Monday, September 1, 2014

A Summer for the Record Books

The National Weather Service has released the latest climate statistics for August, and the combined July/August temperatures are really amazing.

Seattle had its warmest July/August on record.

PUBLIC INFORMATION STATEMENT
NATIONAL WEATHER SERVICE SEATTLE WA
500 AM PDT TUE SEP 2 2014

..WARMEST JULY AND AUGUST ON RECORD IN SEATTLE...
..SECOND YEAR IN A ROW WITH A WARM MIDDLE OF THE SUMMER...

THE AVERAGE TEMPERATURE FOR JULY 1ST THROUGH AUGUST 31ST THIS YEAR 
IN SEATTLE WAS 69.2 DEGREES. THIS IS THE WARMEST AVERAGE TEMPERATURE 
FOR THIS TWO MONTH PERIOD ON RECORD BREAKING THE OLD RECORD OF 68.8 
DEGREES SET IN 1967.

This is also true at Spokane, Wenatchee, and Lewiston

Here are the numbers from the NWS.

SITE: SPOKANE (RECORDS BEGAN 1881)
JULY/AUGUST AVERAGE TEMP    YEAR    RANK
74.0                        2014    1
73.5                        1998    2
73.3                        1958    3
73.1                        2013    4
72.9                        1930    5
SITE: LEWISTON (RECORDS BEGAN 1881)
JULY/AUGUST AVERAGE TEMP    YEAR    RANK
78.5                        2014    1 (TIED)
78.5                        1939    1
78.1                        1898    3
77.9                        2013    4
77.7                        1906    5
SITE: WENATCHEE AIRPORT (RECORDS BEGAN 1959)
JULY/AUGUST AVERAGE TEMP    YEAR    RANK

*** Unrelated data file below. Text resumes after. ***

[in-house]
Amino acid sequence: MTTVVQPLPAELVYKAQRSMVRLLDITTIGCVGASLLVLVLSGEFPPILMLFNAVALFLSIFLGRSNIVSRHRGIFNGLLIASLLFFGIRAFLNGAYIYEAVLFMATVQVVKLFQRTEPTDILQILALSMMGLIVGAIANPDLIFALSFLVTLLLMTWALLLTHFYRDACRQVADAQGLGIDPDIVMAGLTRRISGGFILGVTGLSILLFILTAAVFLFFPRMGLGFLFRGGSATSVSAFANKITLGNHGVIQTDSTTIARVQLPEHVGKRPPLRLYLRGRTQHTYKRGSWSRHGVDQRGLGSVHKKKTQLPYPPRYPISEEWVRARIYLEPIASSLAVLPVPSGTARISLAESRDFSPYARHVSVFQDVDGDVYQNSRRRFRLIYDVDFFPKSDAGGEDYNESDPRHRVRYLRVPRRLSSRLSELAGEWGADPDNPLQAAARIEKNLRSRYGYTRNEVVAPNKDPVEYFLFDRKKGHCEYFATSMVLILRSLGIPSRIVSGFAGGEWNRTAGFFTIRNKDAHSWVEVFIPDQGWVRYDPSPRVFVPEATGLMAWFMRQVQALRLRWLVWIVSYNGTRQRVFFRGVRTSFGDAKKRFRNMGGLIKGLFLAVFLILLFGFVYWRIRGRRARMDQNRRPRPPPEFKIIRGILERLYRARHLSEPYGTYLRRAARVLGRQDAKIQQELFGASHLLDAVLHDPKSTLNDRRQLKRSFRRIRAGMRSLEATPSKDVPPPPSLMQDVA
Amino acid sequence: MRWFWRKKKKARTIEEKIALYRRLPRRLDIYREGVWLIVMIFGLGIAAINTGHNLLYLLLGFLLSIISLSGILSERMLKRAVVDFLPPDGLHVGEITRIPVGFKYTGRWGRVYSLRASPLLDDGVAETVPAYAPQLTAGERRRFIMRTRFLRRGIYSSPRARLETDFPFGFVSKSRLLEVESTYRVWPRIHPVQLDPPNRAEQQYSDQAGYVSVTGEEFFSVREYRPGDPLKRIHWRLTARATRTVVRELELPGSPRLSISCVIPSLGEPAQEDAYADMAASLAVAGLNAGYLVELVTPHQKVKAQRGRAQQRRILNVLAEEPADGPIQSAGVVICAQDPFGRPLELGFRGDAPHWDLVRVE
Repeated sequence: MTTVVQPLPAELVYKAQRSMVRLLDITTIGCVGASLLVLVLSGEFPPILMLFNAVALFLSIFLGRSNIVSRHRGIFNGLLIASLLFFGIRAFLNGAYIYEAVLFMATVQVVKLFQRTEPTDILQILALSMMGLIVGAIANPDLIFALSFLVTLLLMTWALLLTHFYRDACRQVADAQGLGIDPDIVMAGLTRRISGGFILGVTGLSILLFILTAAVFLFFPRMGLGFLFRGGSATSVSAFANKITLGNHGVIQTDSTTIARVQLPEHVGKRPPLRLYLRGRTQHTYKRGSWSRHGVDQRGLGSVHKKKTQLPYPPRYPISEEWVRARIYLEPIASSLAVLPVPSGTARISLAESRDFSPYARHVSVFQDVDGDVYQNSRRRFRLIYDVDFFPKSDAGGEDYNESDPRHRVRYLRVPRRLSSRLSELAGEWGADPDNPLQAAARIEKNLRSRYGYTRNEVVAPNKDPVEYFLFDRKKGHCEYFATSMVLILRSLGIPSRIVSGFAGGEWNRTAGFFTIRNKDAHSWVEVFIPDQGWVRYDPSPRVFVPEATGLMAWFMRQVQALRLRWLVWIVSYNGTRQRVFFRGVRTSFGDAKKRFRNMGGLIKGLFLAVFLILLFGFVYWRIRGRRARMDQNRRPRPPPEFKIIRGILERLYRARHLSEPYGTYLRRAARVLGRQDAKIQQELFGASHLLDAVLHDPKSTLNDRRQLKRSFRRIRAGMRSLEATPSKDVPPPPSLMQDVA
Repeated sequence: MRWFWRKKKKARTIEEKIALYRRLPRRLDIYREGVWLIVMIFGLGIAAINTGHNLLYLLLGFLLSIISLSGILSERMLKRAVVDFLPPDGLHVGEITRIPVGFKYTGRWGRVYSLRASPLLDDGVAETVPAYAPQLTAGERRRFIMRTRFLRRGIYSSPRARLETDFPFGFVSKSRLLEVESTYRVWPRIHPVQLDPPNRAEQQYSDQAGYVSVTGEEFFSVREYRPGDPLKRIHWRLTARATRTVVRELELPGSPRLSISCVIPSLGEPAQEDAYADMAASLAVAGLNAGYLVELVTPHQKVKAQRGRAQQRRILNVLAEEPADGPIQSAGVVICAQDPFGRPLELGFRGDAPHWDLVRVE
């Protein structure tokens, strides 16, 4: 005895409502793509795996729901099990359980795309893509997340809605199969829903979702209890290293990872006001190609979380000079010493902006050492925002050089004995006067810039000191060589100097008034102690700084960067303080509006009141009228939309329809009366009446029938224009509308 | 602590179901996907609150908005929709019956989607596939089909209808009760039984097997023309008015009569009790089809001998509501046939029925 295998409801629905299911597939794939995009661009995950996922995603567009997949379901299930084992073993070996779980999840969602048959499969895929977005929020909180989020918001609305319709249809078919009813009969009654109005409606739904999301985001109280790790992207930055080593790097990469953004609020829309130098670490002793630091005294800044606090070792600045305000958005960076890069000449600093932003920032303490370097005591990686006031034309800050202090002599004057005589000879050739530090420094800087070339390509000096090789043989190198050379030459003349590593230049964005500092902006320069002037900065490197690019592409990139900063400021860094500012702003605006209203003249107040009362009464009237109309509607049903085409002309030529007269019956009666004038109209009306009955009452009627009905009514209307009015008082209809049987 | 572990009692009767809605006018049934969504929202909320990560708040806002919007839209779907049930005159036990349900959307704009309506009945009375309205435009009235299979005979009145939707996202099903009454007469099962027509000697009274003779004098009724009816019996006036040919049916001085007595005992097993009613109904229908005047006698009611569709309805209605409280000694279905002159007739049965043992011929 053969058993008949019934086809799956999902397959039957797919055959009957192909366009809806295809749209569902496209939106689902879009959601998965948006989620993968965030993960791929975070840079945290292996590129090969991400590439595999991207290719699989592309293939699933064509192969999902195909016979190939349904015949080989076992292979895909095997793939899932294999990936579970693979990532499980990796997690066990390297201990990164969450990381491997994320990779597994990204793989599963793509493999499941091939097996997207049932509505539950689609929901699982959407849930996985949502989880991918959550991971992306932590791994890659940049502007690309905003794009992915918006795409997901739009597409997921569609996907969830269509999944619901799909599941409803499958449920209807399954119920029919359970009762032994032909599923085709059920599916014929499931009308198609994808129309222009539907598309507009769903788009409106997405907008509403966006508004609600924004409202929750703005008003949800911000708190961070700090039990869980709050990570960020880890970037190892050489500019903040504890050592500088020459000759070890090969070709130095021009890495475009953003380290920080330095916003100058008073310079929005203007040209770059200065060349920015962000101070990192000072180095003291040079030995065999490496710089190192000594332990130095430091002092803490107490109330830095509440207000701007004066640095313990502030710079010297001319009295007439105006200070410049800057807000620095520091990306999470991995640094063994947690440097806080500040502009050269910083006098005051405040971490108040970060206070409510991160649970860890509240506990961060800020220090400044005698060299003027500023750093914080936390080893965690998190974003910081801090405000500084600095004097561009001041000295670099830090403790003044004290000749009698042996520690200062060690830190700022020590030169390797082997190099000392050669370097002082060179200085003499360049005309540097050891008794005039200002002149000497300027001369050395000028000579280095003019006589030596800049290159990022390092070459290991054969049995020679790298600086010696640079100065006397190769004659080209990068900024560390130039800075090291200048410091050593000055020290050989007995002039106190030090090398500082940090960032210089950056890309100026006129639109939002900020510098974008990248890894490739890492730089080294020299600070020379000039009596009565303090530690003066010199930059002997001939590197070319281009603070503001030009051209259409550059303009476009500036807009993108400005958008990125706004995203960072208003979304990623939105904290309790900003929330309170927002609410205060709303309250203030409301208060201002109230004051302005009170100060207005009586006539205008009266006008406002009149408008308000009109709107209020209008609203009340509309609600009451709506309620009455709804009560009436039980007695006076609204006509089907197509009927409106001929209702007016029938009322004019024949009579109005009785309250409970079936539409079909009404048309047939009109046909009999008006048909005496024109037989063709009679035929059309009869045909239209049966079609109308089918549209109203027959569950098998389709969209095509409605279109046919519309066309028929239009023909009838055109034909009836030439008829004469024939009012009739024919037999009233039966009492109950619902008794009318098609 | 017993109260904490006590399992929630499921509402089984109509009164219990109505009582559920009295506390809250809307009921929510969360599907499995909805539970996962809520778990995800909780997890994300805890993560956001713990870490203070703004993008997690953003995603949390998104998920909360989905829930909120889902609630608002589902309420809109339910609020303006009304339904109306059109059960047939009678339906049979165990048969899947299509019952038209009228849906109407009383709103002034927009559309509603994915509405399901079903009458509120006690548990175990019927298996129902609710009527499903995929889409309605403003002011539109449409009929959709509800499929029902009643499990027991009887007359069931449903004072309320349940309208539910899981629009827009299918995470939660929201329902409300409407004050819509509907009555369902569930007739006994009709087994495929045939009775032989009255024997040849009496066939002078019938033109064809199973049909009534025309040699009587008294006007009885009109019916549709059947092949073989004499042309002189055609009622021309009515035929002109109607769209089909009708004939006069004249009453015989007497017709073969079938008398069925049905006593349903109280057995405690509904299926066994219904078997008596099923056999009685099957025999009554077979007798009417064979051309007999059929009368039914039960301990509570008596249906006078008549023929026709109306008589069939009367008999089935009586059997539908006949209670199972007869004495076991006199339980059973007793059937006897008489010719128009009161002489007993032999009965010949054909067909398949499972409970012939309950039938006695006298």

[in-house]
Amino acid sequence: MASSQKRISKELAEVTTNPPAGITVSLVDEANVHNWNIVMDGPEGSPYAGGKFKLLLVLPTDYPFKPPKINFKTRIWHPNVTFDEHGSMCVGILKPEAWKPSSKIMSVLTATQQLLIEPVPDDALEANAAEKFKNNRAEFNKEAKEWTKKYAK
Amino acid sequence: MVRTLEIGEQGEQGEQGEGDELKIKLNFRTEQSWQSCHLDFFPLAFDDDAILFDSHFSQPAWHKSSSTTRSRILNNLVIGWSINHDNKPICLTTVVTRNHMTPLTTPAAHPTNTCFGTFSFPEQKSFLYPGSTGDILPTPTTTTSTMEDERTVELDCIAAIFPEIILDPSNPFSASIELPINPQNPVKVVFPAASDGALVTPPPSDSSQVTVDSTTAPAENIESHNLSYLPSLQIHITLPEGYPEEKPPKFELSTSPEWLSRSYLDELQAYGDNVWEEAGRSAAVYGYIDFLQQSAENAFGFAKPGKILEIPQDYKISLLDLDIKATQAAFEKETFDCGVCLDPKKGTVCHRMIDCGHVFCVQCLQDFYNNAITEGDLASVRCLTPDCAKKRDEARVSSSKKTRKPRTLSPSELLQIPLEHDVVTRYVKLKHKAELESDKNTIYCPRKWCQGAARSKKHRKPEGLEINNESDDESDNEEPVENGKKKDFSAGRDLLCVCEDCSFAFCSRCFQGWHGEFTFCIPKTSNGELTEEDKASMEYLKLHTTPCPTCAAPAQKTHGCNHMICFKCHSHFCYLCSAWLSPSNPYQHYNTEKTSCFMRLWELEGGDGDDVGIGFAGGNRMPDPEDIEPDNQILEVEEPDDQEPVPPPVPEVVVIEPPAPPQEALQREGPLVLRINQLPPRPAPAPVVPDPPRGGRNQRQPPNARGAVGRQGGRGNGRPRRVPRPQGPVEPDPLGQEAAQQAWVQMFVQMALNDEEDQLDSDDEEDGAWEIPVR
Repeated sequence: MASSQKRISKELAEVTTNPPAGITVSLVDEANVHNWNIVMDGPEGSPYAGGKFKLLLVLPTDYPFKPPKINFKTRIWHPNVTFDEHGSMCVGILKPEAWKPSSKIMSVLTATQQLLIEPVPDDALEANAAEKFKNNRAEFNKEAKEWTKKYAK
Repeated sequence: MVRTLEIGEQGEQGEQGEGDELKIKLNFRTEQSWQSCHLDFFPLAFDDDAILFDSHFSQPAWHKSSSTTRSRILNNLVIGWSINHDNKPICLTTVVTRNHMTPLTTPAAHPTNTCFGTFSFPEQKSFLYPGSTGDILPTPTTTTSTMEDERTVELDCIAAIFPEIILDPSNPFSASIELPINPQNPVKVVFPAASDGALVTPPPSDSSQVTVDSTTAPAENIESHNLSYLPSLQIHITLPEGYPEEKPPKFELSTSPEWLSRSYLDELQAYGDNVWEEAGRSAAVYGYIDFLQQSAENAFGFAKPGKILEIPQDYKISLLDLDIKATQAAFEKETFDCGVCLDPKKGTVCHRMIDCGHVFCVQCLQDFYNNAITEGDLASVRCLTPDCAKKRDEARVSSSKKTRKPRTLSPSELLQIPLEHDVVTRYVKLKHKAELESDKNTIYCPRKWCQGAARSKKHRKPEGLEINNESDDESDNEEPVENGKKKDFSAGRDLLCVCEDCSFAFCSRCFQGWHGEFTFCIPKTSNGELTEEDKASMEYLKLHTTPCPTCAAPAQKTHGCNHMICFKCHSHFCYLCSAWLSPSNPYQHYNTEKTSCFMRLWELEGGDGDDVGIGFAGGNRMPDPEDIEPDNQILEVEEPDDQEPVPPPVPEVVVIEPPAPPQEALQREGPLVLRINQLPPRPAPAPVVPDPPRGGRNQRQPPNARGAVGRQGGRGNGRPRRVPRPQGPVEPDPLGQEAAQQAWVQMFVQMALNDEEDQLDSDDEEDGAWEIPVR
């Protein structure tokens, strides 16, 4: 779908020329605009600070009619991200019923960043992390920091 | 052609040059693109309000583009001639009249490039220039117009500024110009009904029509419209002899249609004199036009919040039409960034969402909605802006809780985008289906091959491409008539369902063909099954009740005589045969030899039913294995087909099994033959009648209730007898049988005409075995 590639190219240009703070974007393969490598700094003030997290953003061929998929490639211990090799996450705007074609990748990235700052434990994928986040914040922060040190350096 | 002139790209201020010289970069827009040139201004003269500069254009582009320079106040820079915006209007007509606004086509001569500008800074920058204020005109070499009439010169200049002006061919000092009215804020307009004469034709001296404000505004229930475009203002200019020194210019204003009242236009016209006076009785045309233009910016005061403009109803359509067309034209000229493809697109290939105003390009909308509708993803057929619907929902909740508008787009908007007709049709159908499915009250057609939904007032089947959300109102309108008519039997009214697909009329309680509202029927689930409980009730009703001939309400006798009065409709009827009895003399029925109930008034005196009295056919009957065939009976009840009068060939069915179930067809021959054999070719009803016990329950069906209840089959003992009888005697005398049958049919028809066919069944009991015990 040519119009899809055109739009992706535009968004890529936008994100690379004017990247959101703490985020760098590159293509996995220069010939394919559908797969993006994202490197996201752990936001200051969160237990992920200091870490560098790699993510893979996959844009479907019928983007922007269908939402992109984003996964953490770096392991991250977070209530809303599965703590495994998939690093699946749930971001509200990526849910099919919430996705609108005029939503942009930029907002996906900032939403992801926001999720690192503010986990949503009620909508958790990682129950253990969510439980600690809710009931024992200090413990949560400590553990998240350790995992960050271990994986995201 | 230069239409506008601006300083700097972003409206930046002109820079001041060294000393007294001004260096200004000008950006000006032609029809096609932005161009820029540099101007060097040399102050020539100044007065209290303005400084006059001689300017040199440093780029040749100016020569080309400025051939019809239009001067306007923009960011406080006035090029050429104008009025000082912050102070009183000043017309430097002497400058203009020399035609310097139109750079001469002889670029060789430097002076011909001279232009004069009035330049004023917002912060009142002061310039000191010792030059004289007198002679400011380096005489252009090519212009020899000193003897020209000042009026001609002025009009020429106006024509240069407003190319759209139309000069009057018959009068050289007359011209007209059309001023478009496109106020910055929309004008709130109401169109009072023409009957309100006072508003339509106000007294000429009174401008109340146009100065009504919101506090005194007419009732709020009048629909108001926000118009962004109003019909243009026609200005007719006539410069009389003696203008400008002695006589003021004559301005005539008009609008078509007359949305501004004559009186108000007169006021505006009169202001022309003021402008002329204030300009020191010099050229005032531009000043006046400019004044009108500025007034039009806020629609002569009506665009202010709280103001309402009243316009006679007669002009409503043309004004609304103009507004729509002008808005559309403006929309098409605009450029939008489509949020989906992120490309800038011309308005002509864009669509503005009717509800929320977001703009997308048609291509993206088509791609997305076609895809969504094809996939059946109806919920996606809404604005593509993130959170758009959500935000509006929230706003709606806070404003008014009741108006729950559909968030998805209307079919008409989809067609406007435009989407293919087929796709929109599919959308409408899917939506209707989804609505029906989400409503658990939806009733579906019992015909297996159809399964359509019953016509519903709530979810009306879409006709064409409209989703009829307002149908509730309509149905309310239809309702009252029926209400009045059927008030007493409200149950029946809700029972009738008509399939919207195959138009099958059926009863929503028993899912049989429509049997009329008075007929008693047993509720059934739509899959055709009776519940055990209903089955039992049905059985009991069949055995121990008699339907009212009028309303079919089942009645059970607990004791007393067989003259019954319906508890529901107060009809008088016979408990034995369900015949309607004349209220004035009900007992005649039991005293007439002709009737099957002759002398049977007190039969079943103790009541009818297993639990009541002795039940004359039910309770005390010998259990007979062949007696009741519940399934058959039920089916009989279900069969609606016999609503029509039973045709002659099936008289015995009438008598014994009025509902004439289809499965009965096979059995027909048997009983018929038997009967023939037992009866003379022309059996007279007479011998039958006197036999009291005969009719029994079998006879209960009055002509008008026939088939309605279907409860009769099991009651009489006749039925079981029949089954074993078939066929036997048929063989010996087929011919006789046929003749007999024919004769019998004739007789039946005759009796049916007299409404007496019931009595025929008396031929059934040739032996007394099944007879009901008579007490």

78.9                        2014    1
77.8                        1961    2
77.3                        1998    3
77.0                        1967    4

76.7                        1971    5

 Olympia had their second warmest July/Augusts on record.

The record-loving folks among you will now turn to the official summer season ending on September 21st.  We are going to warm up later this week, so we have a shot at it.  Stay tuned.

Sunday, August 31, 2014

Major Precipitation Contrast and Holiday Forecast

Saturday was a day of real precipitation contrasts as the first fall weather system moved through.  Here are the totals for the 24-h ending 9:15 AM on Sunday. The red boxes were over 2 inches, yellow 1.5-2, dark green 1-1.5. In contrast, only a few hundredths fell over Northwest Washington, the eastern slopes of the Cascades, and over SW Washington and the north Washington coast.


The reason for this contrast?  A narrow zone of precipitation associated with yesterday's disturbance, enhancement on the western slopes of the Cascades, and a weak convergence zone over central and southern Puget Sound.

And the Camano Island radar broke as well for virtually all day Saturday.  You feel naked as a meteorologist without your radar!  Fortunately, the new Langley Hill coastal radar provided a lot of information about the approaching system, such as the image at 5 AM Saturday that showed the limited region of moderate precipitation moving our way (see image).

The good news is that the Camano Is. radar is repaired (our colleagues at the NWS are on the job 365-24-7) and the regional radar image this morning shows a relatively dry pattern, except for some showers on the windward (western) side of the Cascades.


This showers should fade during the afternoon, but a hike on the western slopes today might be drizzly and cloudy.  Head to the eastern slopes.